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  • Open Access

Evaluating four major algorithms for identifying differential regulators in condition-specific transcriptional responses

BMC Bioinformatics201415 (Suppl 10) :P33

  • Published:


  • Differential Regulator
  • Algorithm Performance
  • Multiple Regulator
  • Single Regulator
  • Disease Expression


Identifying molecular regulators underlying condition-specific transcriptional responses is essential for our understanding of their underlying molecular mechanisms. So far, there have been several computational methods developed for this purpose. Specifically, four major algorithms, TFact [1], RIF [2], CSA [3], and DRrank [4], were released one after another. Each of these algorithms has its own features and evaluation strategies. Thus, these methods should be systematically evaluated so that the users can make the most appropriate method selection for their practical application needs.

Materials and methods

In this work, we evaluated the four algorithms using Escherichia coli transcription network models and synthetic expression datasets that were generated by SynTReN [5] and GeneNetWeaver [6]. Specifically, we developed a simulation-based schema to evaluate each algorithm according to operatively defined, known “differential regulators.” In addition, we tested each method’s robustness against its key parameter(s) and explored factors that influence algorithm performance in general.


We found that TFact and DRrank stood out as the best methods in terms of both accuracy and robustness. In total, there were seven cases in which one single regulator was artificially perturbed. TFact attained the closest approximation four times, while DRrank had the best performance the other three times. In another 15 scenarios in which there were perturbations of multiple regulators, DRrank was ranked on average the best algorithm, while TFact had the second-place rank. Based on these observations, TFact and DRrank may each be best applied to different circumstances: TFact is better used for single regulator implication, while DRrank is better for multiple regulators’ simultaneous perturbation. In general, we observed that algorithms’ performances were negatively correlated with the number of regulation links per target, which may indicate that independent regulators are easier to recover than synergistic ones.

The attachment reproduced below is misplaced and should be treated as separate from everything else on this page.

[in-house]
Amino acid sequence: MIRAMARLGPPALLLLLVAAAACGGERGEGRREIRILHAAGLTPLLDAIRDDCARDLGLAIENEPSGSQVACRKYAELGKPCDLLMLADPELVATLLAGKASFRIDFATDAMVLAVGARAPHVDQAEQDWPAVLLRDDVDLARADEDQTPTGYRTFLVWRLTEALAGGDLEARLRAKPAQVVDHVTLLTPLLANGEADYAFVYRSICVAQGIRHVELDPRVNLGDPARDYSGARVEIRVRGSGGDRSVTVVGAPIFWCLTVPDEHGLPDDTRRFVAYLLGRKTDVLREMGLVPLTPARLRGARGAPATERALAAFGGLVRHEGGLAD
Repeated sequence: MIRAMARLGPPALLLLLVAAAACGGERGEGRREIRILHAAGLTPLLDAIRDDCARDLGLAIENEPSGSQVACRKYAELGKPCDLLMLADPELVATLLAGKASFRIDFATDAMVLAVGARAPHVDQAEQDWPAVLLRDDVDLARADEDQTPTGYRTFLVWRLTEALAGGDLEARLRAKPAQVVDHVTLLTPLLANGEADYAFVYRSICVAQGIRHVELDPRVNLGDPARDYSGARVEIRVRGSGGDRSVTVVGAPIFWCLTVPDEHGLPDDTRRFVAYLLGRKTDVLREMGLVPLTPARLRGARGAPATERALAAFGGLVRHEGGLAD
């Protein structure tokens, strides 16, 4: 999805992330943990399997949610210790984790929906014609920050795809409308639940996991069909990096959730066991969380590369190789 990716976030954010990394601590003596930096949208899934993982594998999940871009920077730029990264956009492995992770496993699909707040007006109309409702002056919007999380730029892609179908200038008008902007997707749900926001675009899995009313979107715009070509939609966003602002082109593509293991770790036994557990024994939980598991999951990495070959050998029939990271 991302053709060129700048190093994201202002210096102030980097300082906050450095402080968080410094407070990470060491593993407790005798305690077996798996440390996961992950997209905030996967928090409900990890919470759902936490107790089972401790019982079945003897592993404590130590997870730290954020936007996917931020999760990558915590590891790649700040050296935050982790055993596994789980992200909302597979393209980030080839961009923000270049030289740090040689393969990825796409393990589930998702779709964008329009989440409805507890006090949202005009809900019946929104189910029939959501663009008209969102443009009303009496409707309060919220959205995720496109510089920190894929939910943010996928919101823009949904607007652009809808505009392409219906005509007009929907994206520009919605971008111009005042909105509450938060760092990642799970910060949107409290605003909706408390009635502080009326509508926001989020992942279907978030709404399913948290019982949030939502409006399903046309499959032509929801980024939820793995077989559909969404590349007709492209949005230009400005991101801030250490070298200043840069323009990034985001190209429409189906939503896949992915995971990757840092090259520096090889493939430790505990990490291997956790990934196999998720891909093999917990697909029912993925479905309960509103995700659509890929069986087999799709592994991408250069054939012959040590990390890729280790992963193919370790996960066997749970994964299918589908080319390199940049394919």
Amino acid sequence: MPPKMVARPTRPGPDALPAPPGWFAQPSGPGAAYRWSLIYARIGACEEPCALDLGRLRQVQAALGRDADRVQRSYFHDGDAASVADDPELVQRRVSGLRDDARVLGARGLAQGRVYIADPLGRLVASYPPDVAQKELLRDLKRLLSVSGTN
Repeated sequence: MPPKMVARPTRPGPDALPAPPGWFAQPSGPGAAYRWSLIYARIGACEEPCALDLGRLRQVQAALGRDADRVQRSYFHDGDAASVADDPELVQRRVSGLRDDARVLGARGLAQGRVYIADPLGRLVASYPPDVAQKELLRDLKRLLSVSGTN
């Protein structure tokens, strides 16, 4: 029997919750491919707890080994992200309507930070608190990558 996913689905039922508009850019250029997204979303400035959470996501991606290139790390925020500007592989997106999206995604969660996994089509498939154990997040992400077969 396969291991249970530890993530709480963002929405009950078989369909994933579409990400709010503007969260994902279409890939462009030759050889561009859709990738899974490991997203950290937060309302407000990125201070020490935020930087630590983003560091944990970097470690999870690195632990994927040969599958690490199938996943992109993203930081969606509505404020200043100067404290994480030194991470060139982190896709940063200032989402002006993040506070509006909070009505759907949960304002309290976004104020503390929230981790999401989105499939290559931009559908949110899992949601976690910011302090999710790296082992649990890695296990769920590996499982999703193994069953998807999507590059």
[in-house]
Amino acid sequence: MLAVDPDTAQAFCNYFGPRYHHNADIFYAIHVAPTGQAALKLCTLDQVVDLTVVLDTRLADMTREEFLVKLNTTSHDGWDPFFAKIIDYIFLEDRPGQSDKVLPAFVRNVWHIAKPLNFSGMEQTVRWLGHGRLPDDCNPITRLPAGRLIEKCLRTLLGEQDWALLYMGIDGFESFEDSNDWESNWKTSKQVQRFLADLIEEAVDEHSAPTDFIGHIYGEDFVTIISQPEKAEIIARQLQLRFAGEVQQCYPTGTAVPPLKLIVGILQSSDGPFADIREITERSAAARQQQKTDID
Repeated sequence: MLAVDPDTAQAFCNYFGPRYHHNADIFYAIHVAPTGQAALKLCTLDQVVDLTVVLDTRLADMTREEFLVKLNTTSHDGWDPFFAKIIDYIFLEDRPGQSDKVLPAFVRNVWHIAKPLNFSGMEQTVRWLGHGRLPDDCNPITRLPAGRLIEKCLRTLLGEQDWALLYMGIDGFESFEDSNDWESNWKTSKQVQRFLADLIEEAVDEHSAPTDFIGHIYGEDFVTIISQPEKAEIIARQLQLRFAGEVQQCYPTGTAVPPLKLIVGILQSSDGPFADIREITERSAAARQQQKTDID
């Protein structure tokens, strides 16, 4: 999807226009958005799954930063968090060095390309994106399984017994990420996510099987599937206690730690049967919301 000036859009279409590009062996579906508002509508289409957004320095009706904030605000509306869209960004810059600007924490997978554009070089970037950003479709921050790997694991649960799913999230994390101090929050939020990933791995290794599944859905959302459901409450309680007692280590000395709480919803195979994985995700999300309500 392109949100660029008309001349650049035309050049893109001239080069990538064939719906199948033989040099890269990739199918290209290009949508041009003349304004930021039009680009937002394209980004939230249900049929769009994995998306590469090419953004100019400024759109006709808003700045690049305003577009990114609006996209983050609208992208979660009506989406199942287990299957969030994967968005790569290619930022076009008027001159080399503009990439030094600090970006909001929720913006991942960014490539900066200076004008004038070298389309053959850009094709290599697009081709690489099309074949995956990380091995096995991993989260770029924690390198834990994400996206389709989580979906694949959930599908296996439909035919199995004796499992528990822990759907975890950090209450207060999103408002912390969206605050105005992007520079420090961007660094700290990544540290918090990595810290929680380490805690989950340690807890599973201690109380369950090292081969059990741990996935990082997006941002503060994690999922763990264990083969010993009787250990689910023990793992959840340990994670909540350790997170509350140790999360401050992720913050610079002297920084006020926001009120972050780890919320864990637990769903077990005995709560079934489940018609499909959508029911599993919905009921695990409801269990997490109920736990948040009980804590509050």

This work represents a preliminary benchmarking evaluation of four major currently-available algorithms for differential regulator identification. According to our simulation-based evaluation paradigm, two of the published algorithms, TFact and DRrank, are more robust than the other two. Further evaluation is needed, such as applying them to specific human disease expression datasets under different conditions or different platforms. Furthermore, these algorithms may be extended to rapidly emerging next-generation sequencing (NGS) data.



This work was partially supported by grants (R01LM011177, R03CA167695, P30CA68485, and P50CA095103).

Authors’ Affiliations

Department of Biomedical Informatics, Vanderbilt University School of Medicine, Nashville, TN 37232, USA
Department of Cancer Biology, Vanderbilt University School of Medicine, Nashville, TN 37232, USA
Center for Quantitative Sciences, Vanderbilt University Medical Center, Nashville, TN 37232, USA


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© Yu and Zhao; licensee BioMed Central Ltd. 2014

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